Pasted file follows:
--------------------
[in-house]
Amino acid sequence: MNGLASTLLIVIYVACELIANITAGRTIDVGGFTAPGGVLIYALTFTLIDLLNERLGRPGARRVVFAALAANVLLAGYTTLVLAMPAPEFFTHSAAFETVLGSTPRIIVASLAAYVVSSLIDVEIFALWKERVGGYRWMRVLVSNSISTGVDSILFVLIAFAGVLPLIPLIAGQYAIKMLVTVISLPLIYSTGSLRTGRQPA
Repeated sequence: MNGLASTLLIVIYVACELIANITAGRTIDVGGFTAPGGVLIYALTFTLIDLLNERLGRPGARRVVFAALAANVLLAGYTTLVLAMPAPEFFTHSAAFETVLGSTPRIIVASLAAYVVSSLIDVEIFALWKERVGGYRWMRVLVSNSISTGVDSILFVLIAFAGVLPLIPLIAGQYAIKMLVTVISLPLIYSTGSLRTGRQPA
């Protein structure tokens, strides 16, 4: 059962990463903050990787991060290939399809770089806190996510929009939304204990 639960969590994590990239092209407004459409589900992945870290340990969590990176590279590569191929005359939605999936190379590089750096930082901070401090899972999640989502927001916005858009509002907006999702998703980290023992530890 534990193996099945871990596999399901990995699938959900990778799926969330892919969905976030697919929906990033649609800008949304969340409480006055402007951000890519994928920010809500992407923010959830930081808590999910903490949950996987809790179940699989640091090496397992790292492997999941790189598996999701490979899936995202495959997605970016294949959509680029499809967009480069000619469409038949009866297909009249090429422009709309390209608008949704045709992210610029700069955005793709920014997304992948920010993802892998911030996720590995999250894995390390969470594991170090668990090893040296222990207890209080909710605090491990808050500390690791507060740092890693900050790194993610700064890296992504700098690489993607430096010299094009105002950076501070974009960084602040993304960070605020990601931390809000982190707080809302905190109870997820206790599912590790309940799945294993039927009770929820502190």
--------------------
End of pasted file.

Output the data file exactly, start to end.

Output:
[in-house]
Amino acid sequence: MNGLASTLLIVIYVACELIANITAGRTIDVGGFTAPGGVLIYALTFTLIDLLNERLGRPGARRVVFAALAANVLLAGYTTLVLAMPAPEFFTHSAAFETVLGSTPRIIVASLAAYVVSSLIDVEIFALWKERVGGYRWMRVLVSNSISTGVDSILFVLIAFAGVLPLIPLIAGQYAIKMLVTVISLPLIYSTGSLRTGRQPA
Repeated sequence: MNGLASTLLIVIYVACELIANITAGRTIDVGGFTAPGGVLIYALTFTLIDLLNERLGRPGARRVVFAALAANVLLAGYTTLVLAMPAPEFFTHSAAFETVLGSTPRIIVASLAAYVVSSLIDVEIFALWKERVGGYRWMRVLVSNSISTGVDSILFVLIAFAGVLPLIPLIAGQYAIKMLVTVISLPLIYSTGSLRTGRQPA
């Protein structure tokens, strides 16, 4: 059962990463903050990787991060290939399809770089806190996510929009939304204990 639960969590994590990239092209407004459409589900992945870290340990969590990176590279590569191929005359939605999936190379590089750096930082901070401090899972999640989502927001916005858009509002907006999702998703980290023992530890 534990193996099945871990596999399901990995699938959900990778799926969330892919969905976030697919929906990033649609800008949304969340409480006055402007951000890519994928920010809500992407923010959830930081808590999910903490949950996987809790179940699989640091090496397992790292492997999941790189598996999701490979899936995202495959997605970016294949959509680029499809967009480069000619469409038949009866297909009249090429422009709309390209608008949704045709992210610029700069955005793709920014997304992948920010993802892998911030996720590995999250894995390390969470594991170090668990090893040296222990207890209080909710605090491990808050500390690791507060740092890693900050790194993610700064890296992504700098690489993607430096010299094009105002950076501070974009960084602040993304960070605020990601931390809000982190707080809302905190109870997820206790599912590790309940799945294993039927009770929820502190």